Warnings: Wartime violence, including violence against women and children. Kinda angsty (mild for me, but it's worth the warning).
Disclaimer: I don't own Face or Murdock. (Wish I did. lol) I do own Cruiser.
AN: Not an entirely new scene off the top of my head. Took an old scene from a different character's perspective. I kinda like this one better, to be honest. Too bad it has to stay in the original perspective in the book. lol
"Can you do anything for him?" Face asked quietly.
I stood, ramrod straight, my sweaty grip flexing around my 9mm. I already knew the answer to that question. So did Face, although he had to ask. The bullet wounds and the blood and the unseeing eyes – open wide and staring at nothing… Cruiser was good, but we had no supplies except for what hung in the pack around his shoulder, and no way to get the man to a hospital except to carry him. That man wouldn't survive being moved.
After a brief moment, Cruiser looked up and shook his head. "There's nothing, man."
Unable to watch any more of this, I stepped back – out through the door and back down the steps of the communal house on stilts. Everywhere, the ghosts were whispering – shouting.
You're too late…
Why did you ever come here?
You and your goddamn bloody war…
I breathed deep. I immediately wished I hadn't. The scent of death and decay, of destruction, of burning homes and bodies. Behind me, I could still hear the voices of the two Americans with me – come to clean up the mess of a party thrown in our honor. The enemy had killed every man, woman, and child in this city… just for us.
The sound made me turn so fast, I nearly lost my footing. What was that? I froze, still, listening. The screaming monkeys, the hiss and rattle of insects calling for more heat. But that wasn't what I had heard. I tuned them out, listening hard. Almost unconsciously, I'd raised my weapon in front of me, in the direction of… what? I kept it ready as I walked slowly toward the edge of the trees.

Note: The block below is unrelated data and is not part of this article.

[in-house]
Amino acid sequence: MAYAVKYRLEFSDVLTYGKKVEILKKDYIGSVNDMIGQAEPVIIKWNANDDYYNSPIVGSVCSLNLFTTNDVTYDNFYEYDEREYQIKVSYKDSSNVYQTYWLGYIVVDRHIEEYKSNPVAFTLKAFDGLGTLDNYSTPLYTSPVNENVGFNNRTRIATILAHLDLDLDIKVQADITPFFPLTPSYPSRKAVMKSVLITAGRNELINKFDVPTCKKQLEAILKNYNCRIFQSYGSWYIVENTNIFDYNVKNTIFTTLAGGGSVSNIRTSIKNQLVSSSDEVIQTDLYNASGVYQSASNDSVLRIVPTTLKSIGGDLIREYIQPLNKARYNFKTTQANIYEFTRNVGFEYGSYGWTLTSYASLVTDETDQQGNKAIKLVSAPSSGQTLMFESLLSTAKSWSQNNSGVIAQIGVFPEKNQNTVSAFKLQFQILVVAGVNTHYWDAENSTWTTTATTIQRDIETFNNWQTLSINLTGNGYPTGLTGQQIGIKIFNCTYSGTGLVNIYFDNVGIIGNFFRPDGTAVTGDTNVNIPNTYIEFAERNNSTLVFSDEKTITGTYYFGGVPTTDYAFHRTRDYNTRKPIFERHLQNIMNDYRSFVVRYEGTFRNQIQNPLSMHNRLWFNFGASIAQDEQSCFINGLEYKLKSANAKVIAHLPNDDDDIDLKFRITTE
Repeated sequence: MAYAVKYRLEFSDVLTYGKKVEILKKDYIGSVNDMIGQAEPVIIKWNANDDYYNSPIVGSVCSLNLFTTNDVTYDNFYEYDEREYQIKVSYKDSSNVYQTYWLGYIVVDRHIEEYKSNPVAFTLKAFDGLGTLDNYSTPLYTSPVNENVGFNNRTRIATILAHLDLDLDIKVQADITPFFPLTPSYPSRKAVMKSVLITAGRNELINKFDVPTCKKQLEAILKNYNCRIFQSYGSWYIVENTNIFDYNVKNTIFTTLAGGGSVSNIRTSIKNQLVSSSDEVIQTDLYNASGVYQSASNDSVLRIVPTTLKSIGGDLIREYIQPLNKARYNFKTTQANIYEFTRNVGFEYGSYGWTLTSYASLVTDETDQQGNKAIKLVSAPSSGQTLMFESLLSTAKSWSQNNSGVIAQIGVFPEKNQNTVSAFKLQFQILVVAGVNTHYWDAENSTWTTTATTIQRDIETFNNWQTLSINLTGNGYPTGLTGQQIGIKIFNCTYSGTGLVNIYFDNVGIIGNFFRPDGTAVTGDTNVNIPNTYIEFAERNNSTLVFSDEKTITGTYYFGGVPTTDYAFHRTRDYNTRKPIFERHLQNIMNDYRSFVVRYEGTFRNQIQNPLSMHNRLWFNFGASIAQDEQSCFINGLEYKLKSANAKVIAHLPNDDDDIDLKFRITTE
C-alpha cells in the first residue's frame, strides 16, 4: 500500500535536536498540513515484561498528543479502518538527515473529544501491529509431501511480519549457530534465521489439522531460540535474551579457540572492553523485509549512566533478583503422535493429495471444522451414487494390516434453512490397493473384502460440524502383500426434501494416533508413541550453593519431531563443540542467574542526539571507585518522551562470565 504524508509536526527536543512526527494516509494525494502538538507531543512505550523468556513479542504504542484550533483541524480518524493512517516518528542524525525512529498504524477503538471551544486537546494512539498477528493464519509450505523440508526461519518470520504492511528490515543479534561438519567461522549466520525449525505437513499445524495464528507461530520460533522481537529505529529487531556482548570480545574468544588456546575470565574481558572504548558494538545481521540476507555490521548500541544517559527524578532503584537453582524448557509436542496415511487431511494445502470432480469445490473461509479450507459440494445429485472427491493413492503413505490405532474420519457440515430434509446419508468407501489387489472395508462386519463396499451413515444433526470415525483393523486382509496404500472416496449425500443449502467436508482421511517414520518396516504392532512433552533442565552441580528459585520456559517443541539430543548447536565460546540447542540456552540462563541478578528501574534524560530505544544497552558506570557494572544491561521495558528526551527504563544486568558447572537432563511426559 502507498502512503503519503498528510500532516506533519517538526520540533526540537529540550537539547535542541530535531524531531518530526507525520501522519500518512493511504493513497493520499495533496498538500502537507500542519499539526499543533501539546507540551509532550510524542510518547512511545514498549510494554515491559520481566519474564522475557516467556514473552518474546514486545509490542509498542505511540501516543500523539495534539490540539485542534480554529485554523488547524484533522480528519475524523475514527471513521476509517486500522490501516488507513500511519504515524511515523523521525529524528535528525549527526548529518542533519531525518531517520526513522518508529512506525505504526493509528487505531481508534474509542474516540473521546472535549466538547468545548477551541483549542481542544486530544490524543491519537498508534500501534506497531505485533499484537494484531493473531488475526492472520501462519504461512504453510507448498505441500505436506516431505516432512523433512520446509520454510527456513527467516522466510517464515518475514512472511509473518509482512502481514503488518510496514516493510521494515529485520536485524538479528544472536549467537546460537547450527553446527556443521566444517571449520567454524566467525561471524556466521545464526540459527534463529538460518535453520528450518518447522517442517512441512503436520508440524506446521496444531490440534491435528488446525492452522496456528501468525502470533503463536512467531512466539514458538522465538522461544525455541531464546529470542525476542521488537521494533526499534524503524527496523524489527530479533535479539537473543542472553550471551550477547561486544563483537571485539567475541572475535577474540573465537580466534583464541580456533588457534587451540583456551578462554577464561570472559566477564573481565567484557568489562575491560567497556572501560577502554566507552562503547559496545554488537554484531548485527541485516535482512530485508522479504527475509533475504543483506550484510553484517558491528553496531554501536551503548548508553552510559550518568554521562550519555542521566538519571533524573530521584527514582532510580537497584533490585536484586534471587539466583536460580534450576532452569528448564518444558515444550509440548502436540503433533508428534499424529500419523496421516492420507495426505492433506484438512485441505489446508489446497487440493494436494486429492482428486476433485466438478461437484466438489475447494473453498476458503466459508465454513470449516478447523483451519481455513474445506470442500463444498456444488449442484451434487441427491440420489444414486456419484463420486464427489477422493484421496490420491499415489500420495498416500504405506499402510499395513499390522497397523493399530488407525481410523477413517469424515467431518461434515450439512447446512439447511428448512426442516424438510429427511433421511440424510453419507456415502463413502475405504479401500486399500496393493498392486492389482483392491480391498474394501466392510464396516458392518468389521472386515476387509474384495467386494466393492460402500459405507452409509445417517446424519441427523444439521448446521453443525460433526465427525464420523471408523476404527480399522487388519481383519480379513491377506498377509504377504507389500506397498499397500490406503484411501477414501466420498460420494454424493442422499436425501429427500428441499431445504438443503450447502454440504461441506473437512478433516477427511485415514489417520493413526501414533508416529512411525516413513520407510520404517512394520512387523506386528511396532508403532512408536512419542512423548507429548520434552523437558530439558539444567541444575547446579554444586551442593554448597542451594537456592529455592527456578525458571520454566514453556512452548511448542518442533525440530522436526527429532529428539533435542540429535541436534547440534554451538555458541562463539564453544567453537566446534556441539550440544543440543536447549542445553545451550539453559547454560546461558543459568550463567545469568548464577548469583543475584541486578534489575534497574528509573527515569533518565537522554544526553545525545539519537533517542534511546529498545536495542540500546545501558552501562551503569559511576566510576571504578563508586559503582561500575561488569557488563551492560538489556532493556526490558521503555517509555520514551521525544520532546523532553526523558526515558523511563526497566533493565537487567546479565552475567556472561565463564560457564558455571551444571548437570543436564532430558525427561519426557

It was unwise to go wandering into the jungle alone. It didn't take a genius – or a near-death experience – to figure that out. I knew I should call for Face. I didn't. My eyes found the path, trodden by a dozen boots, just as the sound hit my ears again. This time, I was ready for it. This time, I knew what it was. A whimper, a moan of pain. A child's voice.
I had to resist the urge to run toward the sound. That could very well be suicide, and I knew it. They wouldn't leave anyone alive out of the goodness of their hearts. If I was truly hearing what I was hearing, the child was either left for dead… or bait. Training overruled the instinct.
The reply of footsteps came instantly, accompanied by an urgent sound. "What? What's wrong? Murdock?" It wasn't panic, but it was damn close.
I looked over my shoulder and saw him looking both ways, gun ready, trying to find me. "Over here!"
Our eyes locked. In a few steps, he was at the edge of the trees. "Jesus, Murdock, what are you doing?"
"There's a kid! I think it's a little girl!"
Face jolted noticeably, as if a sudden surge of electricity had just passed through him. As I started forward, he remained still. "Murdock, wait."
A few steps behind me, he pushed the hanging vines out of the way as he came closer. "Just take it easy," he warned. "We haven't checked this perimeter yet."